Series Pilot Review: Scream (Tv Show 2015) (Spoilers)


Scream: The Series

Pilot Review

By Danny S. Warren

When the original Scream debuted in 1996, it single-handedly revived the slasher genre, ushering in a new era of teenagers getting chopped up by crazy killers in masks.  Now, with a new trend in turning movies into TV Shows, MTV is boldly trying to usher in a new era of horror.  Can they succeed?

We start off with a viral video of a young high-schooler named Audrey (Bex Taylor-Klaus) being caught making out with another girl.  A short montage shows the message spreading quickly until nearly everyone in her high school knows about it.  Before you can flip the channel out of fear that you might be lectured about cyber-bullying, the atmosphere changes, and we are in a horror movie.  Two of Audrey’s peers, who were behind the video caper, sit and brag about it to no one but themselves. The boy, Tyler (Anthony Rogers), takes the opportunity to get inside the girl’s…. home (her parents are not there, of course. Where do suburbanites go all the time?) but the girl, Nina, quickly shuts him down,  letting him know that she only used him for his technical expertise.  Nina leaves Tyler to his own devices and goes inside her swank mansion; that was apparently designed by Tony Stark, going by how many voice controlled options the smart house has.  It is here that it finally dips into the good old Scream territory of the opening kill, which was self-mocked in the fourth movie ad nauseam. And, MTV lets you know what channel you’re watching by mixing in some pop tunes to help set the scene (Katy Perry’s Darkhorse works perfectly!).  As Nina prepares to go for a lonely hot tub dip, she begins receiving messages from Tyler’s phone.  When videos of her from inside the house start blowing up her phone, Nina responds with the kind of alarm you’d expect, which is not nearly enough.  Assuming her suitor is flirting in the creepiest manner possible, Nina goes ahead and climbs in the hot tub and has a relaxing time up until Tyler’s head splashes down next to her.  She tries to run, but this is the Scream franchise and her smart house isn’t smart enough to save her. When the mask is revealed, we see that this is not the same Ghostface we have grown accustomed to, but a different beast entirely, letting us know that the series is a whole new ball game.

As for everything else, it’s all there, including the awkward creepy meta guy who acts as sort of a narrator; pointing out all the classic signs one will find when they are in a horror film. At times, it feels like the character of Noah Fletcher (John Karna, trying REALLY hard to convince us that we miss Eric Forman and failing) goes a little out of his way to point out the trope.  As an audience member, I find this insulting.  This is Scream; I know what to look for, and you are no Randy.  Therein lies a flaw (possibly on purpose) that all of the “circle of friends” characters are just dusted off versions of the originals.  We have Sydney, Stu, Billy Loomis, and even Tatum.  Since the franchise is notorious for its slight of hand on cliché, this is forgivable for now, so long as the characters grow and develop over the next few weeks and do not remain cookie cutters of the original gang.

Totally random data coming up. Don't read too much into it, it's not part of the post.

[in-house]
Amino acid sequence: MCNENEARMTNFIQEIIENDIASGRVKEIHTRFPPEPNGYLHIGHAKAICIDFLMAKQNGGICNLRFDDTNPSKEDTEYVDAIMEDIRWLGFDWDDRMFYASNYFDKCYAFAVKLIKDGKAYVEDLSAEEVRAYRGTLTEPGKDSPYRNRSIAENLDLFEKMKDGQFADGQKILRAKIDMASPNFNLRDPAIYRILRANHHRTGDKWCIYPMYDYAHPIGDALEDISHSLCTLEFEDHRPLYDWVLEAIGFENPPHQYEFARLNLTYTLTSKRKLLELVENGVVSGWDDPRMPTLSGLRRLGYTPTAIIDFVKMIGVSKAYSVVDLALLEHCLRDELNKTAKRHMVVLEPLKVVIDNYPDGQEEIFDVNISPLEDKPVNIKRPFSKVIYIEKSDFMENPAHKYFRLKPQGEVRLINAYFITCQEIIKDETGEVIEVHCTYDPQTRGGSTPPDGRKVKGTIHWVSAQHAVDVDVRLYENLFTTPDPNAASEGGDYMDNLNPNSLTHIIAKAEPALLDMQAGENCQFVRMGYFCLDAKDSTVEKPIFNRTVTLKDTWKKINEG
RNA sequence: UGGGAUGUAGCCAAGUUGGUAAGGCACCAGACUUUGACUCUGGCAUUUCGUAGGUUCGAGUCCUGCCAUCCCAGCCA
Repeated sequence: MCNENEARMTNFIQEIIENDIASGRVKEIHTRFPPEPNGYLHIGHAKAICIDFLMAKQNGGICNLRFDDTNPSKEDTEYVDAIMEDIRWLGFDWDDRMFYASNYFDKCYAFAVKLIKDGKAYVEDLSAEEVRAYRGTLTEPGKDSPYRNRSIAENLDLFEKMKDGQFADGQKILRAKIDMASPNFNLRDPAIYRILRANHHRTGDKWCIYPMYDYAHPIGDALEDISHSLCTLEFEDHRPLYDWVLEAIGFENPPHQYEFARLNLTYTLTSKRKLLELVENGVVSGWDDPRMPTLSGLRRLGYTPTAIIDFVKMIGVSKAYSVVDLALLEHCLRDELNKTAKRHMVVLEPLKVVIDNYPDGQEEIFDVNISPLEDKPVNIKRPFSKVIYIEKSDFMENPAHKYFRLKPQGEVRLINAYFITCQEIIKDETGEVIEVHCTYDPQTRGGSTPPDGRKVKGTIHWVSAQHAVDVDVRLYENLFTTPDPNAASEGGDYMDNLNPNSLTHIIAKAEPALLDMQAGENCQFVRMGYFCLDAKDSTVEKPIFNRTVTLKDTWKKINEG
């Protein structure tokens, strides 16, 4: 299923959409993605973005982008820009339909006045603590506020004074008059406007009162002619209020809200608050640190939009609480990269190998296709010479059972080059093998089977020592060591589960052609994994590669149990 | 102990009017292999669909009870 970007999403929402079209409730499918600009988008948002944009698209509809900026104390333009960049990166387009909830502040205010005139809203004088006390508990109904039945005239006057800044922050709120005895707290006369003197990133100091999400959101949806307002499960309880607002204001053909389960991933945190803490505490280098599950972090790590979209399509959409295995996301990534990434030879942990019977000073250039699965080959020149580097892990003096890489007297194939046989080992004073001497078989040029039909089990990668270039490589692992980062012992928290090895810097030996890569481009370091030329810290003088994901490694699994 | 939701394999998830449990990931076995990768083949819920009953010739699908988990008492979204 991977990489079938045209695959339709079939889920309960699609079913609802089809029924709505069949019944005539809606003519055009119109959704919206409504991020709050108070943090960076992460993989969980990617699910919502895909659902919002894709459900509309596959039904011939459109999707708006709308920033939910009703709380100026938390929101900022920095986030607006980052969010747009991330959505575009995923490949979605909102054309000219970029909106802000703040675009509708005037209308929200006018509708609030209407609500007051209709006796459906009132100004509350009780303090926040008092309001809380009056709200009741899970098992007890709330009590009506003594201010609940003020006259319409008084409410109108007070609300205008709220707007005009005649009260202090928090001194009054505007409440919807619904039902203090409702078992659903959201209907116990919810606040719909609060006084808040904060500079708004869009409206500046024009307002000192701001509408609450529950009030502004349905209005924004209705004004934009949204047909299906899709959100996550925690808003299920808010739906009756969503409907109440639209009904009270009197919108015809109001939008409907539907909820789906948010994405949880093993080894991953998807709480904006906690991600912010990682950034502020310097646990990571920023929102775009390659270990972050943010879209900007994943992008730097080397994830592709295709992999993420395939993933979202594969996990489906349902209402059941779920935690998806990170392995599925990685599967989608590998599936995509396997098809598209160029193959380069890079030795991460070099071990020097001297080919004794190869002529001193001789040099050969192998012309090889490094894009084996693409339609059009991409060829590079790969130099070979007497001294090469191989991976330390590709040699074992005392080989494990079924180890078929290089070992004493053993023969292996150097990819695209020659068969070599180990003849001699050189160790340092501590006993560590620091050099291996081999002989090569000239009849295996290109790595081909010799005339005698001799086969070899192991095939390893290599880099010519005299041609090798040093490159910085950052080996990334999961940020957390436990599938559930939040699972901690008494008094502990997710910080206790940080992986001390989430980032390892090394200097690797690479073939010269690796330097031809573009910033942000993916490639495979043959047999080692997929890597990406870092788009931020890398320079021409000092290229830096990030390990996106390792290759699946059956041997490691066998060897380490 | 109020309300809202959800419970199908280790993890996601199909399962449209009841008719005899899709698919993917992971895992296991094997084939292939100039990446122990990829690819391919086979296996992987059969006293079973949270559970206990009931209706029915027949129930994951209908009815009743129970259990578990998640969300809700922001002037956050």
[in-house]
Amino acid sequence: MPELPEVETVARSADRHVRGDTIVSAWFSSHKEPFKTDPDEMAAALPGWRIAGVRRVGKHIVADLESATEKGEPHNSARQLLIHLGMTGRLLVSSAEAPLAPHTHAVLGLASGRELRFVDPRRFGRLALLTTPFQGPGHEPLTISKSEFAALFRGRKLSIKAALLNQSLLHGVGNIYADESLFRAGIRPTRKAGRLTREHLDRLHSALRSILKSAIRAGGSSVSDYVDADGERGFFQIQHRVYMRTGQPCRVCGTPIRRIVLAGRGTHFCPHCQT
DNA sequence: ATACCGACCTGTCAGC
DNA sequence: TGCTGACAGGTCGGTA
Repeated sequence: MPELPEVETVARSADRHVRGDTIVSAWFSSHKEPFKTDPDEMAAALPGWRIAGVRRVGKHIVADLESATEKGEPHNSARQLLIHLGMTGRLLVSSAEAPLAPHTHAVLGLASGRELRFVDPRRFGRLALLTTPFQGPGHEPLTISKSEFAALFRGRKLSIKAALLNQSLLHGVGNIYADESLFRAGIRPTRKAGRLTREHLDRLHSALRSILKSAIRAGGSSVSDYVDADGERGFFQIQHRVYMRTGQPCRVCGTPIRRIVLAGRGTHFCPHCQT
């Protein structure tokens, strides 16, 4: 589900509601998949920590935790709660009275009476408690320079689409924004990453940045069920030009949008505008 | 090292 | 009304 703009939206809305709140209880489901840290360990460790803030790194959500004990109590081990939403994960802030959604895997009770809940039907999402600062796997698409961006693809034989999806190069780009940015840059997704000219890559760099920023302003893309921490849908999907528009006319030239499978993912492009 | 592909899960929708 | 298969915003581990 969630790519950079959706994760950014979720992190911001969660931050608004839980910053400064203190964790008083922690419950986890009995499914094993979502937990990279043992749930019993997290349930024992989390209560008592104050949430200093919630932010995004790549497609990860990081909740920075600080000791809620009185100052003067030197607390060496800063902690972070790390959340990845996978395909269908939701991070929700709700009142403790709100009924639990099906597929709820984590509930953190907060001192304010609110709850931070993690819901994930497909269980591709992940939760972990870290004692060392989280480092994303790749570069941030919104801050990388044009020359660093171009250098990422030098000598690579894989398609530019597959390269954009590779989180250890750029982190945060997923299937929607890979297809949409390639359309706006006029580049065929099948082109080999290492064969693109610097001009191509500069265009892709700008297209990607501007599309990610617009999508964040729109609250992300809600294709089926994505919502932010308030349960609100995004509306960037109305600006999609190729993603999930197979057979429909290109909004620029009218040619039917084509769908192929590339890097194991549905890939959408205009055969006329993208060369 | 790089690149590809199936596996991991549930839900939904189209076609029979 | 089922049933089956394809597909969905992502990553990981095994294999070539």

To mix things up a bit,  a new Friday the 13th like legend is introduced to the cannon. The legend tells of a disfigured boy who loved a girl, was rejected by the girl, got beat up by the girl’s jock friends, and went on a killing spree until his love was used to trap him.  He was last seen taking a bullet and falling in the lake 20 years ago.  Body never recovered, of course.  Conveniently, the girl he loved happens to be the mother of our pure of heart virgin, Emma.  Neat.

The pilot episode spends the rest of the time giving motive and opportunity for every character, being heavy handed in its claim that nobody is safe and no one is innocent.   The white-wash of characters, the SoCal feel, and the conflict of social class kind of gives the show this Veronica Mars feel, only instead of hunting down “who shamed the awkward girl”, Veronica is hunting a fucking serial killer.  In total, it bounces around from being a tween show to being an adult show, and the acting can be so wooden that a static shock can start a cast fire. However, when you hear that voice on the phone, you know you are in Scream, and you know it’s going to keep you guessing until the very end.  I will be tuned to every episode, and I hope you will be too.

3.5 out of 5 Skulls

“Killer Party” Official promo video

Official Trailer: Scream (TV Series 2015)

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